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Memoirs of the life of Anne Boleyn, Queen of Henry VIII.

BOLEYN, Anne) BENGER, Elizabeth. 2 volumes octavo (196 x 121 mm). Contemporary moderate blue half calf, double marbled paper boards, brown morocco labels to the spines, compartments framed by double gilt rules, monogram of Frances Anne Vane-Londonderry surmounted by a coronet to the first compartment, volume numbers gilt direct to the fourth, decorated lozenges in blind to the others, edges sprinkled sanguine, thin red silk page-markers. A little rubbed, a few nicks to the spines, some foxing, largely front and back, the frontispiece particularly and some offset from it also, but remains a very good set. Portrait frontispiece from Hollar's etching after Holbein's St. Barbara or Anne Boleyn as Faith, "drawn and etched by Jane Smith". First edition of this historiographically astute biography, in a particularly attractive binding from the Vane-Londonderry library. Miss Benger (1777–1827) has attracted the reputation of something of a bluestocking hanger-on, aggressively cultivating literary connections, and achieving "a modest reputation as a literary hostess" (ODNB). However, Elizabeth Inchbald became a close friend, and Madame de Staël apparently thought her the most interesting woman she had met during her visit to England. This first edition is uncommon, just BL and Senate House on Library Hub. Ownership inscription of Frances Anne Emily Vane-Tempest, as Vane-Stewart verso of the frontispiece, elaborate armorial Vane-Londonderry bookplates to the front pastedown of volume I and inverted at the rear of II. On marriage to Frances Anne, Charles Stewart, third marquess of Londonderry changed his name to Vane, and gained access to considerable wealth derived from his wife's estates in county Durham and northern Ireland. However, although "Londonderry was in theory a wealthy man, the fluctuations of the coal trade, his electioneering expenditure, and his personal extravagance meant that he was always in financial difficulties—so much so that in 1834 it was feared he would follow his half-brother [Catlereagh's] example of suicide" (ODNB). The etcher of the frontispiece seems to be virtually unknown outside of a series of plates entitled Picturesque Scenery Round London, self published in 1822 by "Jane Smith, Teacher of Etching, 22 Carmarthen Street, near Upper Gower Street, Bedford Square".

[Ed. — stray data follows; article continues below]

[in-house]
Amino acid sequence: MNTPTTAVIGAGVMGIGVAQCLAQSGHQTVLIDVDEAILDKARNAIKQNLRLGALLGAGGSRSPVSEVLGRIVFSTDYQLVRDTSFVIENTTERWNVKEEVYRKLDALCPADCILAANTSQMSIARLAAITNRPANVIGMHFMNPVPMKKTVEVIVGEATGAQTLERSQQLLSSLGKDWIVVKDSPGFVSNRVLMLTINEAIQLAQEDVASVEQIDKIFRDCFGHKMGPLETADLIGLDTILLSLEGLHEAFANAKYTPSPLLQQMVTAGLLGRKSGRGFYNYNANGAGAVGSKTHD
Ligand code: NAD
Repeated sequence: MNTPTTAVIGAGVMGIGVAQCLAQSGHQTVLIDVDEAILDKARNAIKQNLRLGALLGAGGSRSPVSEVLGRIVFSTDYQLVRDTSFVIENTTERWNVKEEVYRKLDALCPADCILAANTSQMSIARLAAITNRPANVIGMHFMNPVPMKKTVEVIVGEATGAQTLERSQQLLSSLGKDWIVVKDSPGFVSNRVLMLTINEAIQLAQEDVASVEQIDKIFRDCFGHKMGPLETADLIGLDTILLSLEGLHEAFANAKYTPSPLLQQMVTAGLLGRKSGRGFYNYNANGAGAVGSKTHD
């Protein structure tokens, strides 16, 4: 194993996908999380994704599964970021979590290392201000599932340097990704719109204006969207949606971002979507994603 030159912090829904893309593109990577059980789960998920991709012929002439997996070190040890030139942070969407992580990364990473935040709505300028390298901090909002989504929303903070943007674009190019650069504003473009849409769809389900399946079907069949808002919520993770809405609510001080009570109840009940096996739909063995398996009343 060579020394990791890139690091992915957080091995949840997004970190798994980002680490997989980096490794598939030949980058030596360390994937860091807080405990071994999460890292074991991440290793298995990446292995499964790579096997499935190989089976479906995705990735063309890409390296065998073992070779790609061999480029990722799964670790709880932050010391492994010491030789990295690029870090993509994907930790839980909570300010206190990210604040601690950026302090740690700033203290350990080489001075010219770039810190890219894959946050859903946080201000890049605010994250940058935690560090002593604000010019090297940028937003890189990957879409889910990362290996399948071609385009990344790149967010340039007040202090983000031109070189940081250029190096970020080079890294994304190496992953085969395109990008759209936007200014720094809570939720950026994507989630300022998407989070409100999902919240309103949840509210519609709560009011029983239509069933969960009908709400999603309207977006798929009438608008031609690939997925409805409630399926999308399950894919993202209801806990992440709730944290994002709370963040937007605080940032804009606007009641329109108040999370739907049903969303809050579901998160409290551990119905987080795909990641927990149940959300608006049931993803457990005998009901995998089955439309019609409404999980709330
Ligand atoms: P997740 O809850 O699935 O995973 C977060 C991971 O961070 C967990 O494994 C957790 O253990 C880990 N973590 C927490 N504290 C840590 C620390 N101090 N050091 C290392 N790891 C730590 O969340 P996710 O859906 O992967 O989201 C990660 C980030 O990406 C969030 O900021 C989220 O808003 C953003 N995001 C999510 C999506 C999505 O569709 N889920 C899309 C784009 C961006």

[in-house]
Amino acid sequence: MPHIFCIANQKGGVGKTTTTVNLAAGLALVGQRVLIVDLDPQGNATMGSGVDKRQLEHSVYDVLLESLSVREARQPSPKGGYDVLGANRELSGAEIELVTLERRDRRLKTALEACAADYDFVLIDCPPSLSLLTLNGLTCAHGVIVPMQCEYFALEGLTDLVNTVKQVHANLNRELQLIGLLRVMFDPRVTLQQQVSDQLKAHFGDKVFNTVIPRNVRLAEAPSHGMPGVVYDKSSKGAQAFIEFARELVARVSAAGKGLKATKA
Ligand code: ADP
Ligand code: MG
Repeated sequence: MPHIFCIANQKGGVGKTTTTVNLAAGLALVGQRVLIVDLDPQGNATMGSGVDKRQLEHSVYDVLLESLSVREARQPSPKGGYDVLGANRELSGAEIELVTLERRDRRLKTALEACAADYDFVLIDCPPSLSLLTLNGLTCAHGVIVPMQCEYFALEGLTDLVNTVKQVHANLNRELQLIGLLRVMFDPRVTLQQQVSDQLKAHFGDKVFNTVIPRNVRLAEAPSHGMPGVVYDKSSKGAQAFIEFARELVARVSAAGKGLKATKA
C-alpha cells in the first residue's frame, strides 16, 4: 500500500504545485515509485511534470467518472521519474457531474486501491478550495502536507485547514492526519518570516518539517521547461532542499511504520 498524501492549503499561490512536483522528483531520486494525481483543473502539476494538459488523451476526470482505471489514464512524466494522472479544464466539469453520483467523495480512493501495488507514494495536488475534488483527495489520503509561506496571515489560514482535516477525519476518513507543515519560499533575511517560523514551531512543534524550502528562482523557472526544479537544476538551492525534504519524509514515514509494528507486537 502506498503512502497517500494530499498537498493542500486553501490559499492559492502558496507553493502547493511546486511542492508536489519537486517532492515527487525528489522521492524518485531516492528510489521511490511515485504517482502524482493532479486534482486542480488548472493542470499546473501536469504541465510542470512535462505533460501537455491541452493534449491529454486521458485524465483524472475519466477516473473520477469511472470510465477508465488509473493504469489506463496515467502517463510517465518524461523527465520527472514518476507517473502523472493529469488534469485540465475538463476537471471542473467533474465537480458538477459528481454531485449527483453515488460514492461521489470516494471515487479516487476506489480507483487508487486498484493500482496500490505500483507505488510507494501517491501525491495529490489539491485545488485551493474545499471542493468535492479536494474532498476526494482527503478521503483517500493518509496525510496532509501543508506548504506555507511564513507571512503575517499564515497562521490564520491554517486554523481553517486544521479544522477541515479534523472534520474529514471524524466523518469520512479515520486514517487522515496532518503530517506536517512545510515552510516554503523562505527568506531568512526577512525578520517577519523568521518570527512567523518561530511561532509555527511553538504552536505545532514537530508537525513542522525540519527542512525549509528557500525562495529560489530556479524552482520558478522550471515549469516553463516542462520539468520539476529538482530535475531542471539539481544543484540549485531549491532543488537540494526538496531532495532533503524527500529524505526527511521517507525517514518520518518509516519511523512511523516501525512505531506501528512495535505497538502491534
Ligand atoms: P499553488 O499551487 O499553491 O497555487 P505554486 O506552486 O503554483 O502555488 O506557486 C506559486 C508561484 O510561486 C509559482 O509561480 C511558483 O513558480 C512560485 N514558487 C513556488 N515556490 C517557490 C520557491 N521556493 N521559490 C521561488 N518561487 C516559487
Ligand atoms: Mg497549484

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Kleine Schriften.

KANT, Immanuel. Small octavo (161 x 98 mm). Later red paste paper boards, black spine label. Faint ink ownership signature, "Joh. Eduard Probst", to title page, ink correction to p. 1, some neat pencil underlining to text, ink note to front free endpaper partly erased. Spine ends bruised, light wear to extremities, contents lightly browned with occasional marks and soiling. A very good copy. First collected edition of any of Kant's writings, comprising seven articles first published in the periodicals Berlinische Monatsschrift and Teutscher Merkur from 1784 to 1791, here extracted and published without his permission. These include "Beantwortung der Frage: Was ist Aufklärung?" (first 1784, his famous definition of Enlightenment written in response to the question posed by Johann Friedrich Zöllner) and "Muthmaßlicher Anfang der Menschengeschichte" (first 1786, one of his main contributions to the philosophy of history). On 22 June 1793 the Allgemeine Literatur-Zeitung printed an article by Kant, "An die Herren Buchhändler (To the Bookdealers)", his second public notice on pirated editions of his writings and likely prompted by the circulation of this edition (Altman, p. xli). Several other pirated collections of Kant's work would follow in the 1790s, but it is not until 1838-9 that Adickes considers there to be a complete edition (Hartenstein's ten-volume edition). Adickes B.5 (the first of the "incomplete collections" of Kant's works); Warda 228. Matthew C. Altman, ed., The Palgrave Kant Handbook, 2018.